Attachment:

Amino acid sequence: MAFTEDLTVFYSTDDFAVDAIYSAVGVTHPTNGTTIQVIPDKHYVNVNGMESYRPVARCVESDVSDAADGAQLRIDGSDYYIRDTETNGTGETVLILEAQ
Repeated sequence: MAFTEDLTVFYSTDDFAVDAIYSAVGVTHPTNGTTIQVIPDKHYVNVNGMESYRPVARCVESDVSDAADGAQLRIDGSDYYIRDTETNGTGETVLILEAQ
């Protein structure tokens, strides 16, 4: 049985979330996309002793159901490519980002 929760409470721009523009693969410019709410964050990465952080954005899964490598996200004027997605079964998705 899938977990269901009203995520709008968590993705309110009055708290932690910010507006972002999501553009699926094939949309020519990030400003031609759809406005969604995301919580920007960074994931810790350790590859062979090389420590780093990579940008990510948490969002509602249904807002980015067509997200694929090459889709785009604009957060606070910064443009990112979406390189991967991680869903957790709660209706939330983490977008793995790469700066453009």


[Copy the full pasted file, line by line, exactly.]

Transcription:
Amino acid sequence: MAFTEDLTVFYSTDDFAVDAIYSAVGVTHPTNGTTIQVIPDKHYVNVNGMESYRPVARCVESDVSDAADGAQLRIDGSDYYIRDTETNGTGETVLILEAQ
Repeated sequence: MAFTEDLTVFYSTDDFAVDAIYSAVGVTHPTNGTTIQVIPDKHYVNVNGMESYRPVARCVESDVSDAADGAQLRIDGSDYYIRDTETNGTGETVLILEAQ
């Protein structure tokens, strides 16, 4: 049985979330996309002793159901490519980002 929760409470721009523009693969410019709410964050990465952080954005899964490598996200004027997605079964998705 899938977990269901009203995520709008968590993705309110009055708290932690910010507006972002999501553009699926094939949309020519990030400003031609759809406005969604995301919580920007960074994931810790350790590859062979090389420590780093990579940008990510948490969002509602249904807002980015067509997200694929090459889709785009604009957060606070910064443009990112979406390189991967991680869903957790709660209706939330983490977008793995790469700066453009």